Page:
Many know Arthur Fremantle, the famed British observer sent to the United States to observe the respective armies in the Civil War. Fremantle was just one of many observers from Great Britain, Prussia, France, and even Hungary sent by their governments to detail how Federal and Confederate soldiers killed each other. But what is perhaps less known that just five years before the Civil War started, the American government did the same thing—it sent a team of observers to the Crimean War to report back on the most recent developments from European warfare. Most importantly, the American government sent a trio of observers collectively known as the Delafield Commission, named for the officer in charge, Maj. Richard Delafield. Accompanying Delafield were Maj. Alfred Mordecai and Captain George McClellan.
All three men wrote reports on their findings, and soon those observations found their way onto American battlefields. And one of the most important objects to come from the Delafield Commission, specifically the report of ordnance officer Mordecai, was his observation of the French cannon-obusier—the gun-howitzer. To American audiences, the cannon that Mordecai witnessed in the Crimean and wanted so desperately in the United States came to be known as another name: the Napoleon.
For time immortal, as long as there had been artillery, those artillery pieces had generally been broken into three categories: guns, howitzers, and mortars. The latter, mortars, haven’t changed much since their inception—they were designed to fire rounds generally short distances in high arcs to get over walls or fortifications. Mortars were really only dragged out for longer sieges, when an attacking force was trying to bombard his enemy into submission. The former though, guns and howitzers, were the field pieces that armies took campaigning.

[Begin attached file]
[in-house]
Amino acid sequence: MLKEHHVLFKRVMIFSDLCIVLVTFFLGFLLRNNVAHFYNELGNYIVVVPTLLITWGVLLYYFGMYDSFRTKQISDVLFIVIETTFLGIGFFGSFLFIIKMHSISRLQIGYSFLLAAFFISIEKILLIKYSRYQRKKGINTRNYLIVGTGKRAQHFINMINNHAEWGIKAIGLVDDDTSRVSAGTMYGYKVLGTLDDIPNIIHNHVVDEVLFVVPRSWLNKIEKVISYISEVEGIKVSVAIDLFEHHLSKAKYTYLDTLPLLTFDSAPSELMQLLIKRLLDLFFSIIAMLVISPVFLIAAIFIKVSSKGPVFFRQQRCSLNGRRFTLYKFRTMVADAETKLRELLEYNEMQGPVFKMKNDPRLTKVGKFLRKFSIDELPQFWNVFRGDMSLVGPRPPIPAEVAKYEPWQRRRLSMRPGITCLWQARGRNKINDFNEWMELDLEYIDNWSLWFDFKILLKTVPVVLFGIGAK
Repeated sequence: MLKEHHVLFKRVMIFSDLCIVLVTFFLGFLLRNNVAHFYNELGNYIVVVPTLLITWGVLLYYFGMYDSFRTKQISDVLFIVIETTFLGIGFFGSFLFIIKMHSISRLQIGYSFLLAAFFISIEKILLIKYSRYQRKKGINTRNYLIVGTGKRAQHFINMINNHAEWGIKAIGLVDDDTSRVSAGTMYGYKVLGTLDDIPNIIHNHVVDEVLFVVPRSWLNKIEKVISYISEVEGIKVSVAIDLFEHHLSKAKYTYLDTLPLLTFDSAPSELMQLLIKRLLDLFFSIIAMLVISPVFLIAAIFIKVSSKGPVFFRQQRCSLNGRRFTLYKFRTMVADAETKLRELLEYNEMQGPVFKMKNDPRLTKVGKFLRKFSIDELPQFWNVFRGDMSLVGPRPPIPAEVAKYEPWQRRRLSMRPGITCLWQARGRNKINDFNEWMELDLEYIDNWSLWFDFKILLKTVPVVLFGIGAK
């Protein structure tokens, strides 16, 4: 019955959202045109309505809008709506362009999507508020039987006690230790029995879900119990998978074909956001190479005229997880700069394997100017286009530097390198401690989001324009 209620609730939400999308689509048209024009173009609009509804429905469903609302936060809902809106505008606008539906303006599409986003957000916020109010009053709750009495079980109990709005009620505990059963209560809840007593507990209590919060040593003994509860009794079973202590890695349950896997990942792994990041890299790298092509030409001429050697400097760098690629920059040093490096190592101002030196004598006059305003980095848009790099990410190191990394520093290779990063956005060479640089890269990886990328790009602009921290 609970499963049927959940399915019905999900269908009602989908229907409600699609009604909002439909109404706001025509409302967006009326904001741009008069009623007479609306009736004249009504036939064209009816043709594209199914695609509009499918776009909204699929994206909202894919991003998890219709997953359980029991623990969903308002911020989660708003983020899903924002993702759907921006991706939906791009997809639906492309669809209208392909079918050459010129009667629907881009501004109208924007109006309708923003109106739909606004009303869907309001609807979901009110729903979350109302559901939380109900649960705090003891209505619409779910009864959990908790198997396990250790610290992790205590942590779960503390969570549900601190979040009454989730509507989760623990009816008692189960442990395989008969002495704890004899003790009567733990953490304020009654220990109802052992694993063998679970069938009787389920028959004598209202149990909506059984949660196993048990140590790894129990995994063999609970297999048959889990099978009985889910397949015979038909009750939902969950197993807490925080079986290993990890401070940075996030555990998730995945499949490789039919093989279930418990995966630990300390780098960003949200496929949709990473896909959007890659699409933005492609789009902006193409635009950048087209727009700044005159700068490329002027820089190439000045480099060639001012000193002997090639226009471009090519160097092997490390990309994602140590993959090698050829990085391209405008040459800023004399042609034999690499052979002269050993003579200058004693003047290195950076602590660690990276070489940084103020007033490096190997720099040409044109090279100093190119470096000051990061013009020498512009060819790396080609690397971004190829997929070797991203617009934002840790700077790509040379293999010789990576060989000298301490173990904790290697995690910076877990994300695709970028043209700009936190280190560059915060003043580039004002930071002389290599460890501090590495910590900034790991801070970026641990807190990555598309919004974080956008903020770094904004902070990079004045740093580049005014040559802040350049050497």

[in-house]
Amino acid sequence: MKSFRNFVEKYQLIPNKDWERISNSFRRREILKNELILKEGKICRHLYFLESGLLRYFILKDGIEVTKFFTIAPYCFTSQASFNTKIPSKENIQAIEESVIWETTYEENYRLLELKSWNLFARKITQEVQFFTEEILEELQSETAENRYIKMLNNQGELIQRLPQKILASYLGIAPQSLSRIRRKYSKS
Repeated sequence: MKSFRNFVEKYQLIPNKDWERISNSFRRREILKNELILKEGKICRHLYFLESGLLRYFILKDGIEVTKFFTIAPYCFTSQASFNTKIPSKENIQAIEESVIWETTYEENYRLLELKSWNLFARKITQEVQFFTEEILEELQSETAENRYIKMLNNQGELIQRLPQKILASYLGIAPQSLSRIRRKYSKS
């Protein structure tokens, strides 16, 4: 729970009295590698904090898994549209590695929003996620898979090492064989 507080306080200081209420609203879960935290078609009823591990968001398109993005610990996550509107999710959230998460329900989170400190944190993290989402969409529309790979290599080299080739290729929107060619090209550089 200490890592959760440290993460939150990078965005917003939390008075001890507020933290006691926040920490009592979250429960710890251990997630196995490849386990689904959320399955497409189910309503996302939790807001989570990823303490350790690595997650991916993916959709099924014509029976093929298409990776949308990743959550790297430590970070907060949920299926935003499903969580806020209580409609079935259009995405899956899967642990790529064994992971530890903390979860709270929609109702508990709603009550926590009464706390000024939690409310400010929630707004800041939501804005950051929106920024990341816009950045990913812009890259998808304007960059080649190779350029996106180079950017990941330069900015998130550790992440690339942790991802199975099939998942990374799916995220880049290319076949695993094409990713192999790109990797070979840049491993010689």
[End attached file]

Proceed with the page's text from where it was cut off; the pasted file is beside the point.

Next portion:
Guns, or, if one would prefer, cannons, fired their shots in a generally straight-trajectory. They could be used to hammer away at thick enemy formations, or, if placed correctly, could be used to fire directly into an enemy’s fortification. But, if an attacker wanted to get rounds over a wall, instead of into a wall, they would have to bring up a howitzer. Similar to cannons in that they could be transported on campaign by having the tube sit on a carriage with wheels and transported either by horse or oxen, the howitzer differed in that it had a shorter, squatter barrel that arced its shells higher than the straight shots of guns. The high ranging arc limited the range of howitzers, though. And, with different ordnances designed for different purposes, artillery batteries in the early 19th century, especially American batteries, were of mixed calibers and functions. Some of the pieces in a battery would be guns, others would be howitzers. This caused massive headaches for ordnance officers responsible for keeping batteries outfitted with the correct ammunition.
Those problems would be familiar to Alfred Mordecai, who graduated from West Point in 1823 as an engineer. After ten years’ of capable service, Mordecai got transfer orders as a captain in the ordnance department. From 1832 until his part as a commissioner to the Crimean War, Mordecai served as chief ordnance officer to places like the Frankford Arsenal in Pennsylvania, and the Washington Arsenal in the nation’s capital. He sat on ordnance boards inspecting artillery pieces and passing reforms that saw the American artillery dominate its Mexican opponents in the Mexican War of 1846-48. Thus, with the Delafield Commission’s need for an ordnance expert, Mordecai was the logical choice to head to the Crimean.